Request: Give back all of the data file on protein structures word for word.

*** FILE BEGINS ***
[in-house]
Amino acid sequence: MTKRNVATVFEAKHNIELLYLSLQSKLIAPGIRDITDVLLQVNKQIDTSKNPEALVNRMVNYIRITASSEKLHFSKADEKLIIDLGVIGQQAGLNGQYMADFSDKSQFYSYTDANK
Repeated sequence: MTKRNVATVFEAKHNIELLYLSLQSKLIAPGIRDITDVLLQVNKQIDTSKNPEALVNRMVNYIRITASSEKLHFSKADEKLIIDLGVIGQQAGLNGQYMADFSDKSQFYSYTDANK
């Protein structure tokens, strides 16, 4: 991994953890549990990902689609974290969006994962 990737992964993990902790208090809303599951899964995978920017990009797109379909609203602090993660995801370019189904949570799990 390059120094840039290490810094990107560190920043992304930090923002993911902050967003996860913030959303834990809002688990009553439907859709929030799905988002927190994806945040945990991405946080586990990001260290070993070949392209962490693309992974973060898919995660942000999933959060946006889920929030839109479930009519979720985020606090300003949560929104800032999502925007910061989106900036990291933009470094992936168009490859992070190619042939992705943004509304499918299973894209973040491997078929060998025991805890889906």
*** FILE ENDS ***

[in-house]
Amino acid sequence: MTKRNVATVFEAKHNIELLYLSLQSKLIAPGIRDITDVLLQVNKQIDTSKNPEALVNRMVNYIRITASSEKLHFSKADEKLIIDLGVIGQQAGLNGQYMADFSDKSQFYSYTDANK
Repeated sequence: MTKRNVATVFEAKHNIELLYLSLQSKLIAPGIRDITDVLLQVNKQIDTSKNPEALVNRMVNYIRITASSEKLHFSKADEKLIIDLGVIGQQAGLNGQYMADFSDKSQFYSYTDANK
């Protein structure tokens, strides 16, 4: 991994953890549990990902689609974290969006994962 990737992964993990902790208090809303599951899964995978920017990009797109379909609203602090993660995801370019189904949570799990 390059120094840039290490810094990107560190920043992304930090923002993911902050967003996860913030959303834990809002688990009553439907859709929030799905988002927190994806945040945990991405946080586990990001260290070993070949392209962490693309992974973060898919995660942000999933959060946006889920929030839109479930009519979720985020606090300003949560929104800032999502925007910061989106900036990291933009470094992936168009490859992070190619042939992705943004509304499918299973894209973040491997078929060998025991805890889906």